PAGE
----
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I'm in the process of building a minimal linux boot image based on Ubuntu.

I started by using debootstrap and then installing the things I absolutely needed.

What general approach can I take to reduce this 3GB+ linux installation down to something much much smaller suitable for pxe booting?

What things does debootstrap install that I can look at removing?

For example, there seems to be a lot of stuff in /usr/share What can I safely remove?

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You can remove anything you don't need. You need to tell us what you don't need before we can tell you what you can remove. –  womble Mar 29 '12 at 19:32
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5 Answers

up vote 3 down vote accepted

See this document for ReducingDiskFootprint.

It includes instructions about how to disable apt caches, have any package installations skip installing the documentation or locales that don't apply to your system. It suggests how you can modify log rotation setups to minimize log storage.

My dpkg config file for small storage system looks like this. /etc/dpkg/dpkg.cfg.d/01_smalldisk.

# block documentation
path-exclude /usr/share/doc/*
# keep copyright files for legal reasons
path-include /usr/share/doc/*/copyright
path-exclude /usr/share/man/*
path-exclude /usr/share/groff/*
path-exclude /usr/share/info/*
# lintian stuff is small, but really unnecessary
path-exclude /usr/share/lintian/*
path-exclude /usr/share/linda/*
# block non-us locales
path-exclude /usr/share/locale/*
path-include /usr/share/locale/en*

Obviously you need to be very careful about the package you select. Avoid those huge meta-packages that include tons of crap. You may need to consider using equivs to make empty packages in some cases where a dependency is set, but you don't need the functionality the dependency makes possible.

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Thanks, that is exactly what I was after. –  Matt Mar 29 '12 at 20:14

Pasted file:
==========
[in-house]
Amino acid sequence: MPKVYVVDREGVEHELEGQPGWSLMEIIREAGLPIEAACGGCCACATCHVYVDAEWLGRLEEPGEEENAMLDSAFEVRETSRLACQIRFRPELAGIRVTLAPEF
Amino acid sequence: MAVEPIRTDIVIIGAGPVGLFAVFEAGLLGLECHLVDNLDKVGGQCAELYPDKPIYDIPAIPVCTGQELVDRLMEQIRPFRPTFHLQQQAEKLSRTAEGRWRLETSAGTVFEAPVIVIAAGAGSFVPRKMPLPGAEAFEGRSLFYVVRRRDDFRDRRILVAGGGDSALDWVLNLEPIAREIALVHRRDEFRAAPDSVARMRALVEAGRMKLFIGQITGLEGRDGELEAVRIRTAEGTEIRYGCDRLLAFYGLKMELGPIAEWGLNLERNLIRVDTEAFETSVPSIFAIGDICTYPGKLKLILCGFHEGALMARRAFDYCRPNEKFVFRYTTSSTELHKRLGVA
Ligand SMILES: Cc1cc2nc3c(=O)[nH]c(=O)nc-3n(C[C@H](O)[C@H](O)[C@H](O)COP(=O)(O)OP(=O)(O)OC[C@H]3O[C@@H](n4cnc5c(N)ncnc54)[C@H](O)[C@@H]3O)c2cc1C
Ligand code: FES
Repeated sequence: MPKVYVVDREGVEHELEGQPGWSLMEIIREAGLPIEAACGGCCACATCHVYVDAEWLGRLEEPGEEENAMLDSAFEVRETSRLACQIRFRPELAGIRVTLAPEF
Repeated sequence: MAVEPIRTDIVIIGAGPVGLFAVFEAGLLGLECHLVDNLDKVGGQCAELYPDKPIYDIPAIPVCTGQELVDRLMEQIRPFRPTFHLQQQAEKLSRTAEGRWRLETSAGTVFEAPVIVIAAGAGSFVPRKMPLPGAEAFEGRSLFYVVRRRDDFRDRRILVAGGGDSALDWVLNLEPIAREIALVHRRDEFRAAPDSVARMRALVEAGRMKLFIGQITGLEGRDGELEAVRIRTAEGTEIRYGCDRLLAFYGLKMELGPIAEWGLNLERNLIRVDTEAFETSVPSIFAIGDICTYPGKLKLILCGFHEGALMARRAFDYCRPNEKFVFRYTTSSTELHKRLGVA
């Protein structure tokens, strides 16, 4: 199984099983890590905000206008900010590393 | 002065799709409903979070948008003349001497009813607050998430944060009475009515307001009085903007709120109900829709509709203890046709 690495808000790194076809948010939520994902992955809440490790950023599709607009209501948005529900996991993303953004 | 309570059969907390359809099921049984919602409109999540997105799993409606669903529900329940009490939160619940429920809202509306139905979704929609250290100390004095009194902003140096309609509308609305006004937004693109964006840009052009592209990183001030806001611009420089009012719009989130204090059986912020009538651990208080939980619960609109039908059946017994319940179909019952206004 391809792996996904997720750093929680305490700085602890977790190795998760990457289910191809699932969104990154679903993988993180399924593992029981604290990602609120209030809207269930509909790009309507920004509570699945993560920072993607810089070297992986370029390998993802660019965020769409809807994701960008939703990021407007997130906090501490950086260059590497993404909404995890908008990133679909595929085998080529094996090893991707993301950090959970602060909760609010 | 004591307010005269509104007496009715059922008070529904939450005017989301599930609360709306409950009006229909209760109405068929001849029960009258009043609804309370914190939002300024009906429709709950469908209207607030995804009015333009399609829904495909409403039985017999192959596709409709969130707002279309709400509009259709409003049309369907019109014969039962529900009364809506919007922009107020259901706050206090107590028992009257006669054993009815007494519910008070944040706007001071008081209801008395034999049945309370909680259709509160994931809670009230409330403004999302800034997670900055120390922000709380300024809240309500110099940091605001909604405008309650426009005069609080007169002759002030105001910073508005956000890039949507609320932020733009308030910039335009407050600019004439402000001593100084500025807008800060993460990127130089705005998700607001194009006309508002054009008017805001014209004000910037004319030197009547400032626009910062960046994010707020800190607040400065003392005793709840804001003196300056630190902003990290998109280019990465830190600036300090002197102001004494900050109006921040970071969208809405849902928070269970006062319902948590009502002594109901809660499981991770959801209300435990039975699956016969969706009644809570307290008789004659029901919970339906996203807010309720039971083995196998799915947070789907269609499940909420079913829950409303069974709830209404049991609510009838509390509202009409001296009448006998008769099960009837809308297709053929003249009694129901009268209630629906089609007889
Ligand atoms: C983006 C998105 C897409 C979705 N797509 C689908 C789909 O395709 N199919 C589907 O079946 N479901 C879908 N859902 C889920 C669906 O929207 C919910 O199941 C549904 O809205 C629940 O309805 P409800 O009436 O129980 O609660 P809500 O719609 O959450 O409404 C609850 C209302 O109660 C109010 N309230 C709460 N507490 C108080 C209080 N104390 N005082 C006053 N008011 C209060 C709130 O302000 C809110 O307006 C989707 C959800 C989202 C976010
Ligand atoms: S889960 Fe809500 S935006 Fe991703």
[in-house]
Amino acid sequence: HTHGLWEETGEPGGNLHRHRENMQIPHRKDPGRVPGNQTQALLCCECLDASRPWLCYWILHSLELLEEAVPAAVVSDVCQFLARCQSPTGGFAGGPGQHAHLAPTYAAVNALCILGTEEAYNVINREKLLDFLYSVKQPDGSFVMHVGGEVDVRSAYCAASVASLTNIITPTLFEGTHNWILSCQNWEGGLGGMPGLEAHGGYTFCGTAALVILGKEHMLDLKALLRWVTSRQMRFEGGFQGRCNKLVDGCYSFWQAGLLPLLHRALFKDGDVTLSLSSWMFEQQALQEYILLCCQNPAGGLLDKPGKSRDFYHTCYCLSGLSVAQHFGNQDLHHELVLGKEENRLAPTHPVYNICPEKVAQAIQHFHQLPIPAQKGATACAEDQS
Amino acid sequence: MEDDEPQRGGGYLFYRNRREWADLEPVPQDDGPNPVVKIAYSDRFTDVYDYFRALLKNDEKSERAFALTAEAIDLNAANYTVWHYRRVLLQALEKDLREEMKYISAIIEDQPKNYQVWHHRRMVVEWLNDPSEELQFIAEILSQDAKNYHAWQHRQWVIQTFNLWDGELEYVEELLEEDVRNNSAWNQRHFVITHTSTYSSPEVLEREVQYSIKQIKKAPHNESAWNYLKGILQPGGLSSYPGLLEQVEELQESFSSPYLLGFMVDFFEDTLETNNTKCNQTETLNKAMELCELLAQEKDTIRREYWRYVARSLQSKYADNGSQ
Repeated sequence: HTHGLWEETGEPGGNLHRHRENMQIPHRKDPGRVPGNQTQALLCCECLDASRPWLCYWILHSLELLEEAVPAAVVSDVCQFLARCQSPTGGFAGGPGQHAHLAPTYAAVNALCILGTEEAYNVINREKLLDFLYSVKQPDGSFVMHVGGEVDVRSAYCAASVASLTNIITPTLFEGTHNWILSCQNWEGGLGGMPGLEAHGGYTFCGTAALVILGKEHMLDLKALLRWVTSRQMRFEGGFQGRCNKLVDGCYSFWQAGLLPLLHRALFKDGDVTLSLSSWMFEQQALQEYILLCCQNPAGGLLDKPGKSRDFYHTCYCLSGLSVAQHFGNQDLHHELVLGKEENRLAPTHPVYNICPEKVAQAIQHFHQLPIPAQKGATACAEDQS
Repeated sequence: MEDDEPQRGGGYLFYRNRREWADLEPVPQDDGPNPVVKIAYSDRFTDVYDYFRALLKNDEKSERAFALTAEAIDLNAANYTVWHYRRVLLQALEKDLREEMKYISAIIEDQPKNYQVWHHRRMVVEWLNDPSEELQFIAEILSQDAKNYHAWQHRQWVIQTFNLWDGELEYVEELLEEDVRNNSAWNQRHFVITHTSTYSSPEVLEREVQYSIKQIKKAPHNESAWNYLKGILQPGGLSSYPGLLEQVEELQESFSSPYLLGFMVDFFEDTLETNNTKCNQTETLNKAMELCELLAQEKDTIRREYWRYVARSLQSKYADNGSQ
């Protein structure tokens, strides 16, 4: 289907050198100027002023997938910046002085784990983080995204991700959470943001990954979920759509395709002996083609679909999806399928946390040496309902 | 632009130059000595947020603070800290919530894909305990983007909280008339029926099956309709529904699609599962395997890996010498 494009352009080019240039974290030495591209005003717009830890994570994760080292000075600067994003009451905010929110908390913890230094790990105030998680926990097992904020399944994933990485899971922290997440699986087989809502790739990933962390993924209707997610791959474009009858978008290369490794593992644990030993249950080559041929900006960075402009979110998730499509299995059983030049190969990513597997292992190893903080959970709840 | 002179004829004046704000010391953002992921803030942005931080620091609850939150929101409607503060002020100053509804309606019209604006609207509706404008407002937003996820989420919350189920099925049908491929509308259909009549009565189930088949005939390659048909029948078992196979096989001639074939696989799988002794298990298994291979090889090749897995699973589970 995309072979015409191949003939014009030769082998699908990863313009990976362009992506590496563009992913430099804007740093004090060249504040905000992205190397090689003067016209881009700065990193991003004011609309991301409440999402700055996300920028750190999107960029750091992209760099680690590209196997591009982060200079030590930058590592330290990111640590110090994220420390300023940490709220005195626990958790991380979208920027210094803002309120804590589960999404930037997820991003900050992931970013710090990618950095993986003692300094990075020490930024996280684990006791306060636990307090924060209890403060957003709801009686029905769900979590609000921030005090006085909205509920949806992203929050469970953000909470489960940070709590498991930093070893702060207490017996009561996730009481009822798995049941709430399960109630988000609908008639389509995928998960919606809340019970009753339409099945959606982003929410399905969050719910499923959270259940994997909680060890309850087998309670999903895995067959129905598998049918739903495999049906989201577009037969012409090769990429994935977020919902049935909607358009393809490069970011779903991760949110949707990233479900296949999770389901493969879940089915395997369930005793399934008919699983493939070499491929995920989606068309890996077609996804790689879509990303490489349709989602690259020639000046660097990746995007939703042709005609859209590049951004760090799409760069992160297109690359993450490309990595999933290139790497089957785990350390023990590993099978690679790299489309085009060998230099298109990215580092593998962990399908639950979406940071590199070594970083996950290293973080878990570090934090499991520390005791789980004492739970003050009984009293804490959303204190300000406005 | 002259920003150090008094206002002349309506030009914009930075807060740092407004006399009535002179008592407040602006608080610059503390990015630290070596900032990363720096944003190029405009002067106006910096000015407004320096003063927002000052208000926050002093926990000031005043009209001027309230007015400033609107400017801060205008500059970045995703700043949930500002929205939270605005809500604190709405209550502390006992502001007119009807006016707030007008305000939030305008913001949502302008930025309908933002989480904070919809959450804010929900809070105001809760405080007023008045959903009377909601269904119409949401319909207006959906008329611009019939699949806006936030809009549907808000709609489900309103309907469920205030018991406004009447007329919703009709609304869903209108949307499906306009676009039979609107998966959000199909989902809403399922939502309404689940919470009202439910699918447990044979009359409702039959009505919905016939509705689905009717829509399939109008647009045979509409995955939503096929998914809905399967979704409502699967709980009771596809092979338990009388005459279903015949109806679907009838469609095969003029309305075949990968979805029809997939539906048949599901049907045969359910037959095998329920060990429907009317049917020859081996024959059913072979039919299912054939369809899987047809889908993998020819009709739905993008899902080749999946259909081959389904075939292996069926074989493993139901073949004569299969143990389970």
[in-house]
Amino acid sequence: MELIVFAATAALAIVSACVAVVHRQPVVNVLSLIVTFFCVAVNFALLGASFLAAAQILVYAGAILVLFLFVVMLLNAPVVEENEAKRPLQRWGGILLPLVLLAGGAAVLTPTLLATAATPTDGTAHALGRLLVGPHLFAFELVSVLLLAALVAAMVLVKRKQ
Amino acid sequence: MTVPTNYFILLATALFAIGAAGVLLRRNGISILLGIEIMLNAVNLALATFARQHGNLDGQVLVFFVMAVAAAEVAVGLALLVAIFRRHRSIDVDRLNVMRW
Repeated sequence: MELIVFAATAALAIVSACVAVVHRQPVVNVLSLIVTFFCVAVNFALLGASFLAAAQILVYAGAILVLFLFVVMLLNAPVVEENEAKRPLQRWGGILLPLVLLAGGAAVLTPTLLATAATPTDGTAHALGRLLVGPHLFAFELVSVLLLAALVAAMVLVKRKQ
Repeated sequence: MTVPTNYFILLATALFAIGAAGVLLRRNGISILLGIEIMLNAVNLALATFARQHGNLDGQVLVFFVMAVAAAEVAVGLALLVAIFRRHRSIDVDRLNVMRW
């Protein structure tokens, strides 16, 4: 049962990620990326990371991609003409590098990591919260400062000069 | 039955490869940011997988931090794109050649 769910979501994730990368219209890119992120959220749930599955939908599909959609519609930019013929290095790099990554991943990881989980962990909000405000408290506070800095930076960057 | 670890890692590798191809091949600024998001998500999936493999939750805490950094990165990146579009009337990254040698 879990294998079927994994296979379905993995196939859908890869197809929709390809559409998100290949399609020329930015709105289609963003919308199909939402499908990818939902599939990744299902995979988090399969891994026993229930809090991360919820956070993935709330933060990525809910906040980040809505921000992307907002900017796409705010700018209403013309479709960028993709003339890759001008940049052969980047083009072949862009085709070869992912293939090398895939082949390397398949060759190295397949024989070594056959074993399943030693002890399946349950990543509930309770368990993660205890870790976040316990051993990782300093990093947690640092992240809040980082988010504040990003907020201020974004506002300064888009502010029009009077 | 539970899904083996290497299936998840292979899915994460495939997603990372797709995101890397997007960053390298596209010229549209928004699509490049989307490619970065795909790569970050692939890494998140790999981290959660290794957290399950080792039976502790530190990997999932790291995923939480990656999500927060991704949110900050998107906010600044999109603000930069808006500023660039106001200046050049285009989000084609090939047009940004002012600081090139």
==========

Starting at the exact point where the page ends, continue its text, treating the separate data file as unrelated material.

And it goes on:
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For general slimness, Ubuntu is a little bit fat. If you can, grab Debian and install with no packages selected, then add what you need.

You should be able to PXE boot pretty quickly just from the kernel + initrd image. Let the initrd mount your remote filesystem and go from there. You'll only pass network traffic for files that are actually read in use, so even if you have a 100 gig install, if the boot only touches 10 MB of files, you'll only move 10 MB of traffic.

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I agree, ubuntu is fat. I just removed nearly 1GB by removing /usr/share/doc. Thanks for the top on debian. Might use that as a better starting point –  Matt Mar 29 '12 at 19:23
    
@Matt Also get familiar with the strip utility for your binary files. Make backups before you go wild with it. –  Jeff Ferland Mar 29 '12 at 20:19
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Well, ideally you shouldn't be removing anything manually. Start out by using Ubuntu Server install and installing no packages; that will be pretty slim.

For PXE boot though, you're better off compiling your own kernel and using busybox for most commands.

If you are dead-set on Ubuntu, then ask for further info on Ask Ubuntu.

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Even ubuntu server is fat with only ssh installed. –  Matt Mar 29 '12 at 19:36
    
You can go smaller by deleting stuff, it's true, but at that point I'm not sure you're really deriving any benefit from using Ubuntu per se. There are other distributions better suited to PXE boot -- used to be ones you could fit on a floppy, even -- or you can roll your own. –  Andrew G. Mar 30 '12 at 5:45
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You can do an Ubuntu JeOS VMbuilder installation from Ubuntu Server CD boot menu. The installation requires about 300-400 MB of disk.

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